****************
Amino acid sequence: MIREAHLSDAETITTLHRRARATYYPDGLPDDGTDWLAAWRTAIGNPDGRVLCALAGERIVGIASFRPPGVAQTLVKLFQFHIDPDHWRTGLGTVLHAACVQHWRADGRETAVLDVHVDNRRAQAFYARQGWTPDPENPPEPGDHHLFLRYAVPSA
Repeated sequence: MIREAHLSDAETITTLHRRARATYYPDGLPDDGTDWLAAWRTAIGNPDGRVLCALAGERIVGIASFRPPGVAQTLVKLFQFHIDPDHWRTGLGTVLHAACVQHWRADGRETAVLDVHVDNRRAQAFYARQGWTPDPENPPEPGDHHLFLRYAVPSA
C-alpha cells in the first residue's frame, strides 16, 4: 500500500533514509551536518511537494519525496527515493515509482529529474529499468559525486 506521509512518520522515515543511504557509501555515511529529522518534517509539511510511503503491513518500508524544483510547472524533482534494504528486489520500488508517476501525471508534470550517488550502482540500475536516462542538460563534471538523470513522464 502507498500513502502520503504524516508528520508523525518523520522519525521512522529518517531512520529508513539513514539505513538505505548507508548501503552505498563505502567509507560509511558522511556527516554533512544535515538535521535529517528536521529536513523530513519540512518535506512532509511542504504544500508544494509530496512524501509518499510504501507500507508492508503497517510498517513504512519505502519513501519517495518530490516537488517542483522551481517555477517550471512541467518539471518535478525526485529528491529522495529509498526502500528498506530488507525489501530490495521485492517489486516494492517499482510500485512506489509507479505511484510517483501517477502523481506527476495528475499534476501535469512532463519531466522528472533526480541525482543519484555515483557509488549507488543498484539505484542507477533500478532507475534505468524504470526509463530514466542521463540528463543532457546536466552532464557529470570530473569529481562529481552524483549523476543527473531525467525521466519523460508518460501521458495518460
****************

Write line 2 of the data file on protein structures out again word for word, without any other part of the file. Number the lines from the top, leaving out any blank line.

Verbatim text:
Repeated sequence: MIREAHLSDAETITTLHRRARATYYPDGLPDDGTDWLAAWRTAIGNPDGRVLCALAGERIVGIASFRPPGVAQTLVKLFQFHIDPDHWRTGLGTVLHAACVQHWRADGRETAVLDVHVDNRRAQAFYARQGWTPDPENPPEPGDHHLFLRYAVPSA